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Maryland Plans to Cut Greenhouse Gas Emissions by 60% in 2031

A team of researchers has developed a plan for helping the state achieve its ambitious climate goals, which includes increasing EV purchases, a reduction in driving, switching more buildings to electricity and generating more renewable energy.

Scale up the purchase of electric cars, trucks and buses. Encourage people to drive less. Push homes, buildings and industries to run entirely on electricity. And ensure all the energy generated in Maryland comes from carbon-free sources like wind and solar.

Those are the key steps on an emissions road map crafted by a team of researchers at the University of Maryland’s Center for Global Sustainability who were tasked with answering an intimidating question: What will it take for Maryland to slash its statewide greenhouse gas emissions by 60 percent in 2031, compared to the levels in 2006?

Last year, Maryland legislators passed a law requiring those cuts to planet-warming gasses, with the subsequent goal of carbon neutrality by 2045. Together, they are among the most ambitious climate targets for any state in the nation.

Maryland already is about halfway to the 2031 goal, according to an emissions inventory in 2020. If the state fully implements policies already on the books, only about a fifth of the reductions remain unaccounted for, according to the university’s researchers.

That’s a shortfall of about 10.6 million metric tons of carbon dioxide, the principal greenhouse gas emitted by human activities. That equates to 2.35 million gas-powered cars driven for one year, or about 2.8 coal-fired power plants burning for one year, according to an Environmental Protection Agency calculator.

Closing the gap will require adopting all those new environmentally friendly policies, the researchers projected after gathering heaps of data about the state’s emissions to input into a powerful computer model.

The report, released Friday, is broken down by sector, and the “Climate Pathway” created by the researchers predicts that the greatest reductions will need to come from electricity generation, transportation and building energy use. Smaller amounts of reductions will need to come from the industry, the waste management sector and agriculture.

“Certainly, there could be variations on this pathway that will also get you there. But we tried to be very holistic in how we looked at all the different sectors,” said Kathleen Kennedy, an assistant research professor at the global sustainability center and the lead author of the emissions report. “Some of it just comes down to: Well, there’s a lot of emissions in this sector, so you have to get some reductions out of that large amount of emissions.”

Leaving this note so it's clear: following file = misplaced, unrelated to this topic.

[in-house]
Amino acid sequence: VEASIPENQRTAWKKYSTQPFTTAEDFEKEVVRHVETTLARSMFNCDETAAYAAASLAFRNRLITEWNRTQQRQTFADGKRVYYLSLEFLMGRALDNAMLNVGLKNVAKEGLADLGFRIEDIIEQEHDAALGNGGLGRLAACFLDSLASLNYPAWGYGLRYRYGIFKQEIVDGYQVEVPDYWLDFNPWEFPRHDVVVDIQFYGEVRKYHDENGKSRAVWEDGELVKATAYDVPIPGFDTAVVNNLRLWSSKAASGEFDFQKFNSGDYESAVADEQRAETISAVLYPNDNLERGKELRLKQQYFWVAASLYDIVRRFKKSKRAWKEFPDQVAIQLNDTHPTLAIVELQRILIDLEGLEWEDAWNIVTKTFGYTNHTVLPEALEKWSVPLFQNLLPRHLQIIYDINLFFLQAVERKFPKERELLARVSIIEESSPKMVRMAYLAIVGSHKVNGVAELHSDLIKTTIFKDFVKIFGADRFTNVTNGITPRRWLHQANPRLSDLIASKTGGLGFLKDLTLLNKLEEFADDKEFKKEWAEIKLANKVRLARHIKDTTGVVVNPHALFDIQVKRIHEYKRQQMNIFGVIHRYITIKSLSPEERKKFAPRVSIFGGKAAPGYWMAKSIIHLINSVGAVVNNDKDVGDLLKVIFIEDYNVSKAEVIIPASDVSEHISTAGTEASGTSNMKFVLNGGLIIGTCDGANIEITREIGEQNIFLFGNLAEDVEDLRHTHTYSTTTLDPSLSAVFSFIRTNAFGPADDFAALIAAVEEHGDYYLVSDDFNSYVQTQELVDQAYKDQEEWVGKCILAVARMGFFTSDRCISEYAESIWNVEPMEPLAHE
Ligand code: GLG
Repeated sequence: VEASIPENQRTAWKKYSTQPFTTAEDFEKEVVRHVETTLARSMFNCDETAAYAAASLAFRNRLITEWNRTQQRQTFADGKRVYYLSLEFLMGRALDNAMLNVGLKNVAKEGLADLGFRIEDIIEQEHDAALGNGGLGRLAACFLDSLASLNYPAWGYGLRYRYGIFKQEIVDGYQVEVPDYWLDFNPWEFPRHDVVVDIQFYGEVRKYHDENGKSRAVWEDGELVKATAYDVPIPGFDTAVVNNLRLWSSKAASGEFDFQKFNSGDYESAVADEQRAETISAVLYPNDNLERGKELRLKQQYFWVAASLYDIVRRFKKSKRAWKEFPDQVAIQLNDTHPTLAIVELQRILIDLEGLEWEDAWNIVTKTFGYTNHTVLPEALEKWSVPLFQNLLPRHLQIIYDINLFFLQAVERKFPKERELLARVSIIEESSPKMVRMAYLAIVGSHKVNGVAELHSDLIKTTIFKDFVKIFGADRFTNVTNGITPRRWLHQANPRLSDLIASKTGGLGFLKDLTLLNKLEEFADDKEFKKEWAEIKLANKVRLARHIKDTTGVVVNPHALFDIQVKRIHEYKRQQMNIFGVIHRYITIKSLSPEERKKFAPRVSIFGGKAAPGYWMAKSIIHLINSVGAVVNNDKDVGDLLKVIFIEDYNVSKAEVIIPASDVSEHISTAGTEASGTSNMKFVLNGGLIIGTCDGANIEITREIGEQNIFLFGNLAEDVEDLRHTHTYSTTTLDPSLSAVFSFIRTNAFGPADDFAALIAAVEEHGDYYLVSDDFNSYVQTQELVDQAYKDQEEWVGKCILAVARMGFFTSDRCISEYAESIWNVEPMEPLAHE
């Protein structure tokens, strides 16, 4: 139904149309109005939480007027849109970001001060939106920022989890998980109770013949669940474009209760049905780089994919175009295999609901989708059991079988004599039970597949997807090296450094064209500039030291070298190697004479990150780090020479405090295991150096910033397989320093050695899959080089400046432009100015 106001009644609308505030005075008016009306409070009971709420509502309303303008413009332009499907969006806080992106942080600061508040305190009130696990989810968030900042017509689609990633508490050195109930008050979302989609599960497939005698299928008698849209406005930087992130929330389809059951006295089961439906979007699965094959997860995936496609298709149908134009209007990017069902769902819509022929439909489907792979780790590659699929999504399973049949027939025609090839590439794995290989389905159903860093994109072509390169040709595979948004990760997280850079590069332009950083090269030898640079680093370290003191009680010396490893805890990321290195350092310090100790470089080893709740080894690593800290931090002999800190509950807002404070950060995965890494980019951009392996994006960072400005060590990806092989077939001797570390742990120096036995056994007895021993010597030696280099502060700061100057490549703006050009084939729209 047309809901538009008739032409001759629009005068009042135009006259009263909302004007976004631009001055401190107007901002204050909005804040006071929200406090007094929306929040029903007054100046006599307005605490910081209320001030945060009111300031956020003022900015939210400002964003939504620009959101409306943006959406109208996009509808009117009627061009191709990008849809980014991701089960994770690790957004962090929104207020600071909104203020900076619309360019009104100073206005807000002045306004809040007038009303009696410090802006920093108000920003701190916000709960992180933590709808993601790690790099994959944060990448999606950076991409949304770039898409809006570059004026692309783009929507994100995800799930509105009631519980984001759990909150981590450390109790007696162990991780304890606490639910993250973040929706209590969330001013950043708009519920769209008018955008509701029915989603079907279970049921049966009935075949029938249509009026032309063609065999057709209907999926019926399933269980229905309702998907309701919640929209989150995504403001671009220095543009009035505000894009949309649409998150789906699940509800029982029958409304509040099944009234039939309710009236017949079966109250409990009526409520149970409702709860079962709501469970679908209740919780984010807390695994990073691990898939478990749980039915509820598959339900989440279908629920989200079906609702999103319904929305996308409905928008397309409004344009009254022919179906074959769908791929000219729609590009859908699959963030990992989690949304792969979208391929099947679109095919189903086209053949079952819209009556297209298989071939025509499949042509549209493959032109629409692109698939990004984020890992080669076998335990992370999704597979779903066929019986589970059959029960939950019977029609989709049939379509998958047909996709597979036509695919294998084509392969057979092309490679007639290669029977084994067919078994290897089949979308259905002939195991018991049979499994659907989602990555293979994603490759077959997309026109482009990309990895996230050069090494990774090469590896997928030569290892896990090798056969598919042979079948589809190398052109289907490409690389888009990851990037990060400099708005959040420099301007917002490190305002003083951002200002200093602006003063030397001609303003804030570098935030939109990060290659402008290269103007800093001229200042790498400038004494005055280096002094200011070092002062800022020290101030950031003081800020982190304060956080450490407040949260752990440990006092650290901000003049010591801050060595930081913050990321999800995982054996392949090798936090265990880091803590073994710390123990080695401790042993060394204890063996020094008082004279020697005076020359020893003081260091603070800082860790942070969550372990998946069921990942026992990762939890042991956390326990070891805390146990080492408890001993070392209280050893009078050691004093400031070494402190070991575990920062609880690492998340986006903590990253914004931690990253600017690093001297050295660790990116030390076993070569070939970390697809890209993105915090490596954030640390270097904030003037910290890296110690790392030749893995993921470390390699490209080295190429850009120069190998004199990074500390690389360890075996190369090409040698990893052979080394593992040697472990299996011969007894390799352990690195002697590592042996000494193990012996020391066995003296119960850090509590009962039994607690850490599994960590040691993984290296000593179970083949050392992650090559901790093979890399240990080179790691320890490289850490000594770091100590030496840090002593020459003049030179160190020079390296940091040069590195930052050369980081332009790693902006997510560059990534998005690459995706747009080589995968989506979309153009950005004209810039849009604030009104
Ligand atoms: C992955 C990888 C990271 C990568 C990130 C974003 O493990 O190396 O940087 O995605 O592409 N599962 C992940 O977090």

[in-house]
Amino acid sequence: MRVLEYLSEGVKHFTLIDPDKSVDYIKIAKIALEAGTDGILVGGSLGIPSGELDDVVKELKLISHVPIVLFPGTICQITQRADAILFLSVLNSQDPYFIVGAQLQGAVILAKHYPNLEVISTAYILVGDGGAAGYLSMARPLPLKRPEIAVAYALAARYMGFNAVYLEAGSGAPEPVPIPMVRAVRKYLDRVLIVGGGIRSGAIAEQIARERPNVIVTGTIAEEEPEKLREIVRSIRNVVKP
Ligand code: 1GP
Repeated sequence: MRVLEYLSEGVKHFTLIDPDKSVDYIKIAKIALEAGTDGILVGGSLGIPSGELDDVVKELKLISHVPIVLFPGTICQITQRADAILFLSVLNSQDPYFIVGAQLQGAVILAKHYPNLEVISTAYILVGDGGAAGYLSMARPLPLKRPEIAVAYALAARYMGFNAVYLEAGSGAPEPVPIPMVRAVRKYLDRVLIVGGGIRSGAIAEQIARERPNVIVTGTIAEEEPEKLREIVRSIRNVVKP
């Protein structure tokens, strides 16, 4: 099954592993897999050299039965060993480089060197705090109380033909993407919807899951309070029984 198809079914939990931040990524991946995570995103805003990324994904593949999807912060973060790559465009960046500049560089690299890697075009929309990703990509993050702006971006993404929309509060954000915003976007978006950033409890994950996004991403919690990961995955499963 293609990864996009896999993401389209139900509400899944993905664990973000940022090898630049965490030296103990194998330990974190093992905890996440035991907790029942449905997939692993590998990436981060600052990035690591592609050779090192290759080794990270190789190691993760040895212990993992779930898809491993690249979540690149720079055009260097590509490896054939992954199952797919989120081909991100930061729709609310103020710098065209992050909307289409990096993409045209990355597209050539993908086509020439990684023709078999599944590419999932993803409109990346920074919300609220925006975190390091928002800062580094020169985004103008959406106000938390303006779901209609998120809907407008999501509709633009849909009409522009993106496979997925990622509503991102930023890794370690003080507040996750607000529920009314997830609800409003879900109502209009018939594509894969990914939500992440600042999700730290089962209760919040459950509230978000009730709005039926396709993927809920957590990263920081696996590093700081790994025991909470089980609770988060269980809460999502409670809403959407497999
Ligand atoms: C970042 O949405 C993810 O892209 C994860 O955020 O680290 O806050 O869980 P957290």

The research also involved conversations with state agencies, including the Maryland Department of Transportation, not only to gather their data on emissions, but to understand what potential future policies might make sense to run through the model, which would then tabulate the amount of emissions reductions yielded.

Essentially, the researchers asked state officials: “How can we move it quickly enough, but not in a way that you guys feel would be unreasonably jarring?” said Nate Hultman, the director of the center, which was launched in 2016 under the umbrella of the University of Maryland’s School of Public Policy.

If Maryland can reach its 2031 goal, it will be on the right path to achieving the net-zero requirement, according to the report, which accounts for potential carbon reductions from forests, or from technology capable of removing carbon from our atmosphere.

The center’s researchers have tackled emissions studies at the national scale, for the America is All in Coalition, but getting tapped by the Maryland Department of the Environment to produce a localized report felt unique, Hultman said.

“This is the first time we’ve done such a kind of intense evaluation with an individual state, and working with all the state agencies,” Hultman said. “So, it’s a great privilege for us to be able to work using the tools we have developed to help our state.”

The General Assembly required the draft report be completed by Friday. Next, it will be open for public comment, before a final version is released in December.

Maryland Environment Secretary Serena McIlwain said her department plans to hold listening sessions online and around the state in the coming months.

“We want to know what you think about how to turn the analysis that you’ll see here in the report into an action plan,” she said during a Friday news conference.

The report also dives into the health benefits that are expected to accompany emissions reductions, and the economic ones, the latter of which were tabulated by researchers at Towson University’s Regional Economic Studies Institute.

The report estimates 16,000 new jobs and $1.5 billion worth of personal income increases will come from the decarbonization effort by 2031, as well as $1.09 to $2.44 billion worth of health benefits, including healthcare costs avoided.